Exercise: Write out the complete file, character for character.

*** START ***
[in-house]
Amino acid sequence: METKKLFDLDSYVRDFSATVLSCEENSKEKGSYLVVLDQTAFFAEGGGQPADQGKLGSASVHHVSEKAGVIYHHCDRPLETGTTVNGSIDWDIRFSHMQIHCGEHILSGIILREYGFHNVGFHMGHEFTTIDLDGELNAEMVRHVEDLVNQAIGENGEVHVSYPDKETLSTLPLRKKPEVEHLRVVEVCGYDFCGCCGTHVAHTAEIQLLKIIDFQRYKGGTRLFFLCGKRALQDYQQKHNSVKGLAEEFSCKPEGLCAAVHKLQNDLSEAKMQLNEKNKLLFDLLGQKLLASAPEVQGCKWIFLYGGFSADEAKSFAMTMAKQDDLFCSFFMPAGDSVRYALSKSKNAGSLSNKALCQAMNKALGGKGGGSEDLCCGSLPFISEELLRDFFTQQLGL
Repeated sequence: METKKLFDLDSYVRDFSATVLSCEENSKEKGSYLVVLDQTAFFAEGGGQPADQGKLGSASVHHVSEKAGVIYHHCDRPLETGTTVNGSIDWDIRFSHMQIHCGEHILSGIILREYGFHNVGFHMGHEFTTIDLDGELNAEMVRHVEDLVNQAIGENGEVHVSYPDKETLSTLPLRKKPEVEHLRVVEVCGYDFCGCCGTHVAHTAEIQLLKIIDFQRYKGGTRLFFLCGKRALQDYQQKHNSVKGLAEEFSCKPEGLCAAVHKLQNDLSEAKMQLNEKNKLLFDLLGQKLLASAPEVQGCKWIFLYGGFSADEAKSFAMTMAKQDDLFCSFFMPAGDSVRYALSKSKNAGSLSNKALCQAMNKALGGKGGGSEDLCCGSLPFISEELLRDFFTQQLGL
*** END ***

[in-house]
Amino acid sequence: METKKLFDLDSYVRDFSATVLSCEENSKEKGSYLVVLDQTAFFAEGGGQPADQGKLGSASVHHVSEKAGVIYHHCDRPLETGTTVNGSIDWDIRFSHMQIHCGEHILSGIILREYGFHNVGFHMGHEFTTIDLDGELNAEMVRHVEDLVNQAIGENGEVHVSYPDKETLSTLPLRKKPEVEHLRVVEVCGYDFCGCCGTHVAHTAEIQLLKIIDFQRYKGGTRLFFLCGKRALQDYQQKHNSVKGLAEEFSCKPEGLCAAVHKLQNDLSEAKMQLNEKNKLLFDLLGQKLLASAPEVQGCKWIFLYGGFSADEAKSFAMTMAKQDDLFCSFFMPAGDSVRYALSKSKNAGSLSNKALCQAMNKALGGKGGGSEDLCCGSLPFISEELLRDFFTQQLGL
Repeated sequence: METKKLFDLDSYVRDFSATVLSCEENSKEKGSYLVVLDQTAFFAEGGGQPADQGKLGSASVHHVSEKAGVIYHHCDRPLETGTTVNGSIDWDIRFSHMQIHCGEHILSGIILREYGFHNVGFHMGHEFTTIDLDGELNAEMVRHVEDLVNQAIGENGEVHVSYPDKETLSTLPLRKKPEVEHLRVVEVCGYDFCGCCGTHVAHTAEIQLLKIIDFQRYKGGTRLFFLCGKRALQDYQQKHNSVKGLAEEFSCKPEGLCAAVHKLQNDLSEAKMQLNEKNKLLFDLLGQKLLASAPEVQGCKWIFLYGGFSADEAKSFAMTMAKQDDLFCSFFMPAGDSVRYALSKSKNAGSLSNKALCQAMNKALGGKGGGSEDLCCGSLPFISEELLRDFFTQQLGL